11/08/10 — Hospice center on schedule for early 2011 opening date

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Hospice center on schedule for early 2011 opening date

By Steve Herring
Published in News on November 8, 2010 1:48 PM

Construction on the Kitty Askins Hospice Center expansion project is expected to be completed prior to Christmas, and the facility should be ready to accept residents by late January or early February.

Fundraising efforts on the $4 million project stand at just under $3.1 million.

"As far as construction, we are pretty much down to the end," said Dean Lee, president and chief operating officer for Home Health and Hospice Care, which owns Kitty Askins. "We are getting to the point of painting and trim work and testing systems like the air conditioning and mechanical systems. We are real excited about that."

Once that work is completed, residents will be moved into the new facility so that the existing one can be renovated. That project will include new energy-efficient windows, new paint, wall coverings, flooring and furnishings.

Lee said the "whole reason" for expanding the facility was to eliminate the waiting list. To keep from making the waiting list worse, it was decided to hold off on renovating the existing facility until the new one was completed so that no rooms would be taken out of use.

The expansion will add 13,000 square feet to the facility and double its occupancy to 24 beds. Built in 1995, Kitty Askins had a 60-70 patient long waiting list in 2006. Now that number has tripled.

Lee said he and his staff want to make the move as stress-free as possible and to be sensitive to the needs of the residents and their families.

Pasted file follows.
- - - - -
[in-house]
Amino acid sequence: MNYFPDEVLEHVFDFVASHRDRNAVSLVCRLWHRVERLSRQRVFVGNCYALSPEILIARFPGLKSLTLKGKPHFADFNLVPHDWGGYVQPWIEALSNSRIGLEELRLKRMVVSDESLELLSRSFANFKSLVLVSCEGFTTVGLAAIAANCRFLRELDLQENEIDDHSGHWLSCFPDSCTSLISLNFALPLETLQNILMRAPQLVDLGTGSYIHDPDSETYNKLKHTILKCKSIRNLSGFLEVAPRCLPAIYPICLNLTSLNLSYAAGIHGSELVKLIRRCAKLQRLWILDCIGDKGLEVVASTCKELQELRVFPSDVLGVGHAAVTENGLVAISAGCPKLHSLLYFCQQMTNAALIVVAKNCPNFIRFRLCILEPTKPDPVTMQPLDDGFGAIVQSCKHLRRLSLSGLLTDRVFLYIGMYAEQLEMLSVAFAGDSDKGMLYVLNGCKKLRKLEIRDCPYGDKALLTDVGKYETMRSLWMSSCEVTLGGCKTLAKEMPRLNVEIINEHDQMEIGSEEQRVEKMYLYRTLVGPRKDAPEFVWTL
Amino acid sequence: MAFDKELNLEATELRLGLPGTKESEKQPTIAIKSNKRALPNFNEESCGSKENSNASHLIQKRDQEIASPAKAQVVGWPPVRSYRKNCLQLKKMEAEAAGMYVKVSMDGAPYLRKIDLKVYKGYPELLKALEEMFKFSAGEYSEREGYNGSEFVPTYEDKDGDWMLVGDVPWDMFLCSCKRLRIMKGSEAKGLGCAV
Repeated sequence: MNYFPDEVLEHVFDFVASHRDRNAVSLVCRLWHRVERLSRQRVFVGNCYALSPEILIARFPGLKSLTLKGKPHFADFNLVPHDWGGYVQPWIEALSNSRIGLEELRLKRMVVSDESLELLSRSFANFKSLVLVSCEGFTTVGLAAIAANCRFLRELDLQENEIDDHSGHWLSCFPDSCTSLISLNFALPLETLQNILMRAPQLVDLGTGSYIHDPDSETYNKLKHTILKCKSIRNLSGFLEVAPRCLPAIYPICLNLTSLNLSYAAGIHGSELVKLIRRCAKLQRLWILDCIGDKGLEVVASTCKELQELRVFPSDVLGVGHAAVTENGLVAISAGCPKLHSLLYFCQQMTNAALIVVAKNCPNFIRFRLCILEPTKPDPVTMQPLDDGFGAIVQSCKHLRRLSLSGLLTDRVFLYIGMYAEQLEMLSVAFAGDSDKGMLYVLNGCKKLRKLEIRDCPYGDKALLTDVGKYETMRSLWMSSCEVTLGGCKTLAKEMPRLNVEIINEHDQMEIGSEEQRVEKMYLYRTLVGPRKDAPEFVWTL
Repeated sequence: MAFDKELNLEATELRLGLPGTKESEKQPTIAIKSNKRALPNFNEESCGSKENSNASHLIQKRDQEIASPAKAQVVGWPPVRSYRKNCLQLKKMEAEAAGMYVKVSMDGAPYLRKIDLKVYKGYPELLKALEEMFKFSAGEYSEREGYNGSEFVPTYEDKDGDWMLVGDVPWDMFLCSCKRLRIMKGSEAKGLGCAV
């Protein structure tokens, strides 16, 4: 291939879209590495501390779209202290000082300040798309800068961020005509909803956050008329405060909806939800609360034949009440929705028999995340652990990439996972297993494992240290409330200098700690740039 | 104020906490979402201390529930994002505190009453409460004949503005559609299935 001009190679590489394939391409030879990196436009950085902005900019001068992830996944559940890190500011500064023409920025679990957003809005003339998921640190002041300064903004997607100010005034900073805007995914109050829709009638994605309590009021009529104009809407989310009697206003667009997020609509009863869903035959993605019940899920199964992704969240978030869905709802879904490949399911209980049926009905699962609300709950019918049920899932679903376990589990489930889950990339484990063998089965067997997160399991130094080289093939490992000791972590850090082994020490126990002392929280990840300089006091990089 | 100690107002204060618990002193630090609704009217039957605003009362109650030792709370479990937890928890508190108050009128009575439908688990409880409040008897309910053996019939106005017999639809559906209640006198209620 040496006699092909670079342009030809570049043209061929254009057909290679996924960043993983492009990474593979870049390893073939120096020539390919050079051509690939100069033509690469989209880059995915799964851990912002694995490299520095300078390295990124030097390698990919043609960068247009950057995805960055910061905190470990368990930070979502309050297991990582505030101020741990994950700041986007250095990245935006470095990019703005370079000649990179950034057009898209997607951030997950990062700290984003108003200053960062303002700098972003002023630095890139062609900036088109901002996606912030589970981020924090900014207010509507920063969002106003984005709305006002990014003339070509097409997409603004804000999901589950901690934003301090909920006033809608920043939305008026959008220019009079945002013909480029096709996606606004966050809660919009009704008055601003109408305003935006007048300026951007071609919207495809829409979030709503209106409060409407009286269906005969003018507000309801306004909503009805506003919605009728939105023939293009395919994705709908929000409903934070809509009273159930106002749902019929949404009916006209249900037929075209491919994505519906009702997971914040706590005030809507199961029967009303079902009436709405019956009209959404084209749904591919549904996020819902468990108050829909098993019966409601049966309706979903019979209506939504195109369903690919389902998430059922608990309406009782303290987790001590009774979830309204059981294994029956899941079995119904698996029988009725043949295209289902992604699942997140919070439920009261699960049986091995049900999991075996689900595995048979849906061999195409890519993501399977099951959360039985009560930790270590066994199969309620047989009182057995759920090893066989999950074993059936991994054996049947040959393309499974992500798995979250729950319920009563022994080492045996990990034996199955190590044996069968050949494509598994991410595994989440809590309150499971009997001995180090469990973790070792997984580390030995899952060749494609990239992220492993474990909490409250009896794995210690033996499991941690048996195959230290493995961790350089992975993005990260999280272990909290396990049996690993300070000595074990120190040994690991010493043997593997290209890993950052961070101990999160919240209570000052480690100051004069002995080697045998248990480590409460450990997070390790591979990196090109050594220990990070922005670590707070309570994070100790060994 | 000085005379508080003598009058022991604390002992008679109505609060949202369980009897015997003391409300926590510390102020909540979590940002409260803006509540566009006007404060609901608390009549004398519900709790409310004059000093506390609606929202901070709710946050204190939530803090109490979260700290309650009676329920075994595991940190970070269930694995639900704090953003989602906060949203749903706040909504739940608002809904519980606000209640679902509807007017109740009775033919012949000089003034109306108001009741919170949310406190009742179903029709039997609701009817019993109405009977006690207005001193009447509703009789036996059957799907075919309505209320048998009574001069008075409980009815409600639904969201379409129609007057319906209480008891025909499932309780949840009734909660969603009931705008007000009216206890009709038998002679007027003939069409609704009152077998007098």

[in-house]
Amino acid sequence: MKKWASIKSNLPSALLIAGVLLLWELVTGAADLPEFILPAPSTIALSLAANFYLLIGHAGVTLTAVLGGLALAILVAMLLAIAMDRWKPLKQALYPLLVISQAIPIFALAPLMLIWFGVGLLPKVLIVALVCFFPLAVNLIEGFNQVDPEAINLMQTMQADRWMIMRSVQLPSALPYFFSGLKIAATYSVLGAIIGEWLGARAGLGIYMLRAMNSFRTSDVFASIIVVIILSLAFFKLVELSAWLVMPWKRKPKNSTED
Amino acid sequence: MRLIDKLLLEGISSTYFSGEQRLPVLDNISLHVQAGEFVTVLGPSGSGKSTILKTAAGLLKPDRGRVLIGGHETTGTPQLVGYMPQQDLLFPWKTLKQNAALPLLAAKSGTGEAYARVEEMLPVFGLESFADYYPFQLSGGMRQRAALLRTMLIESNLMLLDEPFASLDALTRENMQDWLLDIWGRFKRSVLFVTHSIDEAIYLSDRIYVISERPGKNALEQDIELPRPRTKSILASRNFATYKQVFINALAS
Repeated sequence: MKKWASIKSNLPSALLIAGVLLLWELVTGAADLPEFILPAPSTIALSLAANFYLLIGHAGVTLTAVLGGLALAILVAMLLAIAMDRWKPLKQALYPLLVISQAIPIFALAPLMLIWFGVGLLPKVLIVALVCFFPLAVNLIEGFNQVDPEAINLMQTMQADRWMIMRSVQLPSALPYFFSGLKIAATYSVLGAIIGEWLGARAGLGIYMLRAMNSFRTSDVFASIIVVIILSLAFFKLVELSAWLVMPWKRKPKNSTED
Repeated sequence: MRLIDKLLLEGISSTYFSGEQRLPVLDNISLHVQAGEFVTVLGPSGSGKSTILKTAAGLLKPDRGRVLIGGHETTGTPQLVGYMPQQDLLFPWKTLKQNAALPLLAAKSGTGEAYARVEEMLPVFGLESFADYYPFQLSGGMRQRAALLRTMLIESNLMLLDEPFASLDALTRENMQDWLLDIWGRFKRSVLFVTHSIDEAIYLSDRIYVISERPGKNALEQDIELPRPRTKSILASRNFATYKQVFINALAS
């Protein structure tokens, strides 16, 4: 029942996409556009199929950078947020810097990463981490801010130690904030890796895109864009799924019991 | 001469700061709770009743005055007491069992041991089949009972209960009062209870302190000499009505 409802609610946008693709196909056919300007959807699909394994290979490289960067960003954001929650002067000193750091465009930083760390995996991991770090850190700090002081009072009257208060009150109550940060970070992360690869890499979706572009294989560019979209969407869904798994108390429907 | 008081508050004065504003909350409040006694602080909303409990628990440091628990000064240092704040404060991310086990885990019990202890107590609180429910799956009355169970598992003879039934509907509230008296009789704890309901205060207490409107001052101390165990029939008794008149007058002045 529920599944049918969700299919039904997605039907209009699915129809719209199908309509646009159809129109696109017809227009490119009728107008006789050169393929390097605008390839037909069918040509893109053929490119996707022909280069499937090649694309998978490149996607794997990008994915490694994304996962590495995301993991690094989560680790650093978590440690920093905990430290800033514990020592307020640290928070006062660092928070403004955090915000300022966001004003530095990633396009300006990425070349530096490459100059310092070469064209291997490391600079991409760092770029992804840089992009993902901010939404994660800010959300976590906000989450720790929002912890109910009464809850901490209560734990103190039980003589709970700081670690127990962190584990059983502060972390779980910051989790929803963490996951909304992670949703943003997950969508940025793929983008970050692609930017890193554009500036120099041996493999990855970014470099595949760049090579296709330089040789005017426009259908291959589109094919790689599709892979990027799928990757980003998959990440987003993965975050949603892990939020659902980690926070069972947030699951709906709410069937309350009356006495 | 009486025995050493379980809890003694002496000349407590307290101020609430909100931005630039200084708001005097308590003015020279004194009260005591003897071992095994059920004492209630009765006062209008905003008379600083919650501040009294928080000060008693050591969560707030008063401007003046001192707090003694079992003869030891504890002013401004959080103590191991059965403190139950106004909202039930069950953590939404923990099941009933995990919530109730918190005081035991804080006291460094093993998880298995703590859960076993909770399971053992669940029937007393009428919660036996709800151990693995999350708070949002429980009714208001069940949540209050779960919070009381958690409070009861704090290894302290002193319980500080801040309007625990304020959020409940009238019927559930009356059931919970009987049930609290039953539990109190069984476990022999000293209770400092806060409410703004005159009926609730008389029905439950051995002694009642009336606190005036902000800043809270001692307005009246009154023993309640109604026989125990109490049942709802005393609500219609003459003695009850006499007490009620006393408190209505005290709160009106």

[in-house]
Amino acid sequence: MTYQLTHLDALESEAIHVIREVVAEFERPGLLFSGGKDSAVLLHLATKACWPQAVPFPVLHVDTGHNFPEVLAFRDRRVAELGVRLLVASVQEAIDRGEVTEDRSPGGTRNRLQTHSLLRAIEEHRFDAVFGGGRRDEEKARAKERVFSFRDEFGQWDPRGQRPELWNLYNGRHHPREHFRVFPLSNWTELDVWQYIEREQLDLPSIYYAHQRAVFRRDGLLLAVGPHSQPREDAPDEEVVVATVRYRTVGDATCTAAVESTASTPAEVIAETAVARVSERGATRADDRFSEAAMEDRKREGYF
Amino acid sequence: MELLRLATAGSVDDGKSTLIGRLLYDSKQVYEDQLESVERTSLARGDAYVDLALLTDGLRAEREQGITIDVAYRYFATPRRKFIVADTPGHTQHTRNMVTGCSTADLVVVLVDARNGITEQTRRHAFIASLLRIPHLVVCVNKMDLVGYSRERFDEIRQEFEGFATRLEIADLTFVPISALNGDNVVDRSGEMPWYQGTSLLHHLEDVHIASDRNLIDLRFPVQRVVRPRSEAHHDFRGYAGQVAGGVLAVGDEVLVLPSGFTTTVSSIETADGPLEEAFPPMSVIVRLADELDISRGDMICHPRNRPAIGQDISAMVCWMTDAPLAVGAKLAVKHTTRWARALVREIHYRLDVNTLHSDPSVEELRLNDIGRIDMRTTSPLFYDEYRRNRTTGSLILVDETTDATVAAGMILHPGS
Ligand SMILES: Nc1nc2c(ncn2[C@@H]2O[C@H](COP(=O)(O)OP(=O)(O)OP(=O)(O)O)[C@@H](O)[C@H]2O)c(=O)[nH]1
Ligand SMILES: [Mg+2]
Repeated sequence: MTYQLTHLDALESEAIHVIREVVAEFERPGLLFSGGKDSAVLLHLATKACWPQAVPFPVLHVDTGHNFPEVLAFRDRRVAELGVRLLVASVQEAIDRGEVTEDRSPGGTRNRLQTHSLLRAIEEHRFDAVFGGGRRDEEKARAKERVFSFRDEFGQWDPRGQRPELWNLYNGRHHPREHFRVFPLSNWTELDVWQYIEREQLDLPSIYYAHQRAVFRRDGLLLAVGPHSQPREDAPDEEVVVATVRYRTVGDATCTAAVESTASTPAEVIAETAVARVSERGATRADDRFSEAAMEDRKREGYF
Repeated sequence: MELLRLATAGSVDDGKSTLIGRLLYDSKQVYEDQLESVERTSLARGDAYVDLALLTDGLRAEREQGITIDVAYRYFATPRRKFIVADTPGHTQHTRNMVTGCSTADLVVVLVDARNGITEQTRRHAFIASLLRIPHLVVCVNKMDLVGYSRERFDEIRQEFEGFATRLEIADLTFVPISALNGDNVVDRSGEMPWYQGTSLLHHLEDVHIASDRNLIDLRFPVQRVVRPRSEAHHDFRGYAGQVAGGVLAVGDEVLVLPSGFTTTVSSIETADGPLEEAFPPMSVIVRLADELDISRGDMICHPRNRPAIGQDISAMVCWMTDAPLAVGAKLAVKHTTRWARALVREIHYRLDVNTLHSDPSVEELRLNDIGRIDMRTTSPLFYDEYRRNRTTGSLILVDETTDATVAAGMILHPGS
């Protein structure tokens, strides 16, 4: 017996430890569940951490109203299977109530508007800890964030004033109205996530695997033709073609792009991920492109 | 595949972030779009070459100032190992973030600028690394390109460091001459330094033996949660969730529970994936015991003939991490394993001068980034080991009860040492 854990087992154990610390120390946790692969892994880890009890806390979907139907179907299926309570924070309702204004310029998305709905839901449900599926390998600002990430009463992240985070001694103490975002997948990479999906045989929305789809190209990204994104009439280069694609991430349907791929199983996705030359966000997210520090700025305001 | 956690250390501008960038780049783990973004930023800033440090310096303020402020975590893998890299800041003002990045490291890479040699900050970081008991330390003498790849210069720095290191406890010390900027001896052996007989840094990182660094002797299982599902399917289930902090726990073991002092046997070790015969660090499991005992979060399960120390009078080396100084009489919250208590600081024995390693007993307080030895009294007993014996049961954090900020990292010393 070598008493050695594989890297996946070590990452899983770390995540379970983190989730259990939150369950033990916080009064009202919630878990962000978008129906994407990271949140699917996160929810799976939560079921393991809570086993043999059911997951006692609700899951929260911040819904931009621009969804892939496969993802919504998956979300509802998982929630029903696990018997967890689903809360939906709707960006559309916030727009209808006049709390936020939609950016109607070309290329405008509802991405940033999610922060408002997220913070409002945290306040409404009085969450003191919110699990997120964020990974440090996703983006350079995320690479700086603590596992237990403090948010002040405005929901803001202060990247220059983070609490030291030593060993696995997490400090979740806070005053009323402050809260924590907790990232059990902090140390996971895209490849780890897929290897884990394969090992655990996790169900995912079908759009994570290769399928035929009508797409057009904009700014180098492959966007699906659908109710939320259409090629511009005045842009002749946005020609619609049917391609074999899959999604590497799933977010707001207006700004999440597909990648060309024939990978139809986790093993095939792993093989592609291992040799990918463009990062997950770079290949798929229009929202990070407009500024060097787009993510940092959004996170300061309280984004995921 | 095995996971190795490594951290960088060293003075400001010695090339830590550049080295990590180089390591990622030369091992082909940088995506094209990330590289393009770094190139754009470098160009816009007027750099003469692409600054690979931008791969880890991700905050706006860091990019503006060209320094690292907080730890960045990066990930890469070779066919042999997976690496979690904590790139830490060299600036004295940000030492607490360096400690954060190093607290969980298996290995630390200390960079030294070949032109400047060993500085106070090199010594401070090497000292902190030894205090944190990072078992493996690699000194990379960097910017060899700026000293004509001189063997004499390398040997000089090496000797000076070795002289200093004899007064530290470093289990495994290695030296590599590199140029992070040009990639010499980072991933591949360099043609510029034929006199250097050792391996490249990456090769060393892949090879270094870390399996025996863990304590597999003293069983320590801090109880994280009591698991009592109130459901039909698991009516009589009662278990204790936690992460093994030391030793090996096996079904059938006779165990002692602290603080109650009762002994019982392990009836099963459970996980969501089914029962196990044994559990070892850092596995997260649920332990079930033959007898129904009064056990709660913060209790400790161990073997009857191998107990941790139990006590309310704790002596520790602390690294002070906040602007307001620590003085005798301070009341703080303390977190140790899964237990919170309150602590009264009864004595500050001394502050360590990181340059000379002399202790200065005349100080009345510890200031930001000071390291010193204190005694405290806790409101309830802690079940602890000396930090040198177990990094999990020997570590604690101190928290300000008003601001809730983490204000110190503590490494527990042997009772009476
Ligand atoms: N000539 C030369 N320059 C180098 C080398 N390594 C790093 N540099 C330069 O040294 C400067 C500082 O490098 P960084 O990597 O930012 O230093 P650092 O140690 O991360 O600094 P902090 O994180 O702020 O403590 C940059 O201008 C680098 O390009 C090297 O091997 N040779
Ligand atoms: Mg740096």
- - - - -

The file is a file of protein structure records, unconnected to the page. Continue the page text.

Once the renovations are completed, it will make for a seamless transition between the new facility and the existing one, he said.

The public phase of the fundraising is the "Fund a Foot" project in which people who donate $194 "pay for a square foot" of the new facility.

To date, the campaign has raised $48,000. However, a "significant number" of donors are still needed to raise the remaining $900,000, Lee said.

"It would be a good at the dedication to announce we have paid for this building," he said.

Other ongoing fundraising includes efforts by a Mount Olive committee of volunteers to come up with $100,000 for the center's new chapel, which will be named the Mount Olive Area Chapel.

As of last Thursday, $84,000 had been raised, said Norma Carole McDonald, committee chairman.

That campaign received a boost from Mount Olive area churches in October when they took up a special offering for the chapel project. Mrs. McDonald said that 25 churches participated. However, some churches had already scheduled events through the month and will hold their programs this month, she said.

"We are hoping we may come closer to (the goal)," she said. "So far, we have had a real good response. There are quite a few churches that have contributed. I am tickled to death."

The local faith-based initiative has gained the support of some 40 churches in the Mount Olive, Dudley, Seven Springs, Calypso and Faison communities. Participating churches will be recognized in the chapel.

Anyone who makes a donation for the chapel needs to ensure that it is designated for the Mount Olive Area Chapel, otherwise it will go into the project's general building fund, she said.

People may still pick up brochures about the local efforts at the Mount Olive First United Methodist Church on the corner of East James and North Center streets in Mount Olive.

The committee also is working on other projects related to the chapel, she said.

One includes a wooden cross surrounded by ceramic butterflies that may be purchased and inscribed in memory of someone for donations of $500, $1,000 or $1,500.

Cathy Fonvielle, a Kitty Askins volunteer, heads up the Mount Olive faith initiative group. Her father, the late C.C. Ivey Jr., was at Kitty Askins for 18 months.

"I can tell you it has been a true blessing working with such caring people as Norma Carole McDonald, Cathy Fonvielle and all of the others and the churches," Lee said.

Lee said the fact that the committee has raised so much of its goal clearly shows "how caring a community we live in."